NEWS - Fairline fights back
It has been an interesting couple of years for Brit builder Fairline (pictured). The company hit the headlines several times with stories of mass redundancies during the economic slowdown, and has recently been the focus of attention again following rumours that the investment company behind the brand was seeking to offload it. However, as I discovered on a recent catch-up with Fairline CEO Derek Carter, not all is what it has seemed. “The last downturn was sharp in, sharp out,” he tells me, “but this downturn was sharp and deep in, and slow out. We were fortunate as we saw the indicators going the wrong way in 2008, so we made our first cut in mid-2008 with a bigger cut at the end of 2008. It did mean a workforce cut of 40 per cent, but we are now
at a level (of orders and business) we previously enjoyed in 2004 and we have begun to see a steady, prolonged increase in our order book.”
Stating that the new, leaner company is in a much better position to meet growth while retaining efficiency, Carter also explained some of the philosophy behind the current Fairline range and development strategy. “We were well on our way to producing an 85-footer when the recession hit,” he continues, “so we stopped development and reinvested in the 40- to 70-foot range where there was far less development going on (in the market). We have always said that we would maintain a range between 35 and 80 feet. Our current smallest is a 38-footer, but will there be a smaller Targa? Absolutely.” Another change is that Fairline will concentrate on just two lines — the Targa and the Squadron — with venerable and popular lines such as the Phantom being phased out. So what is next for the builder? “We have the Squadron 50 coming out in the autumn,” says Carter, “plus a four-cabin version of the Squadron 65 coming up, too. Then in 2012, the Squadron 80 will launch, along with a secret project in a highly competitive size bracket.” Interestingly, Carter expects the European market to remain largely flat over the next 12 months, but says that the company has seen significant growth in new markets in the Far East and South America, as well as a continued strong showing from Australia.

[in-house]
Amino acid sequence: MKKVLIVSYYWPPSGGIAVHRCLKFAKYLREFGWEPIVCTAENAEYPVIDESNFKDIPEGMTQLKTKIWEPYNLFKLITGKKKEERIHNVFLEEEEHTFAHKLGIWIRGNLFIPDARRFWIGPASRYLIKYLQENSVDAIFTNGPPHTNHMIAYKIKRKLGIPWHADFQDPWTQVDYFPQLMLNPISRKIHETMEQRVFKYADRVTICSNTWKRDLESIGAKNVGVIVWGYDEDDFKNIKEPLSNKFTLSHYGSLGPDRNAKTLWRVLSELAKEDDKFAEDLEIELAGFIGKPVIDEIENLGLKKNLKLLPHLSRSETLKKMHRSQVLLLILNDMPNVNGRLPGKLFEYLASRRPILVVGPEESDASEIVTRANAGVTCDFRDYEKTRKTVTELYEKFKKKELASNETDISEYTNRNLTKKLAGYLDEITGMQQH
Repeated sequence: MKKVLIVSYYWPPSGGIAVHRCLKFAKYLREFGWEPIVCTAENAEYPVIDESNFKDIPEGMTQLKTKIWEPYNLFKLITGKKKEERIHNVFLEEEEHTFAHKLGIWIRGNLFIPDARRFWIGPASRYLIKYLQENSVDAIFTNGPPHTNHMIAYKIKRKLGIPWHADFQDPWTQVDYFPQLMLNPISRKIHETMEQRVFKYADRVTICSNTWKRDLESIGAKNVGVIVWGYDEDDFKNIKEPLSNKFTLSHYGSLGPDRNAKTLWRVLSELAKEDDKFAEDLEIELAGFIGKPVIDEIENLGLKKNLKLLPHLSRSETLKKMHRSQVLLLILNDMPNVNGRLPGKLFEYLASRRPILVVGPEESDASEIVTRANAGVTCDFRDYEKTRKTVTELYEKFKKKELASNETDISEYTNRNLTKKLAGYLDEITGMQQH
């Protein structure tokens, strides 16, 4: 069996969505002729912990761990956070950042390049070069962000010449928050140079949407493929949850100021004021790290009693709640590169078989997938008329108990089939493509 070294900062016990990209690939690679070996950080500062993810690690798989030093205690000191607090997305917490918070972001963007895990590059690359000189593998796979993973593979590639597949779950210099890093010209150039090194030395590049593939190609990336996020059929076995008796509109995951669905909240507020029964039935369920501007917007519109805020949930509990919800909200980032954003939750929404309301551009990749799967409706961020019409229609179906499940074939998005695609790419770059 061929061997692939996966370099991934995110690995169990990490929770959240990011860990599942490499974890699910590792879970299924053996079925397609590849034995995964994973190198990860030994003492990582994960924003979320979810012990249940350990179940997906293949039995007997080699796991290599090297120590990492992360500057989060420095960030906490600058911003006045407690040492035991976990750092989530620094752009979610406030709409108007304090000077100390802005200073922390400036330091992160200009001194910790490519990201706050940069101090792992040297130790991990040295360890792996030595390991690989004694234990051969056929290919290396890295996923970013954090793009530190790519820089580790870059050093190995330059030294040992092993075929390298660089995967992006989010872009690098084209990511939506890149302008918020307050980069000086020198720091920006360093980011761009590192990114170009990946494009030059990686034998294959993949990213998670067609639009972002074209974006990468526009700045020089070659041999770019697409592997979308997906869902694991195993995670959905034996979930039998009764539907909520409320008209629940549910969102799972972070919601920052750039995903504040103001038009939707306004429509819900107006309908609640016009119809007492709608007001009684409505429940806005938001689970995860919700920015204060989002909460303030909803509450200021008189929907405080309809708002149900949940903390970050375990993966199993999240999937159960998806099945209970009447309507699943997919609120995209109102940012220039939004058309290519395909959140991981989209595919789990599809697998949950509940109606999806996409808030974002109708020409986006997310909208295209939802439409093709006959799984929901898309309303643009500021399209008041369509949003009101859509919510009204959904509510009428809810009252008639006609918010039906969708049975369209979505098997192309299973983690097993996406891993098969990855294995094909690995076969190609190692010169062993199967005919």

The Squadron 50 (pictured) aims to offer huge interior volume for its size bracket, including a large saloon area with midships seating and aft galley to port. Combined with large doors to the cockpit, and with an awning window to the cockpit by the galley as well, the 50 should deliver impressive inside-outside social areas with easy alfresco dining. The accommodation includes a master suite forward and two twin/double cabins amidships. — Tim Thomas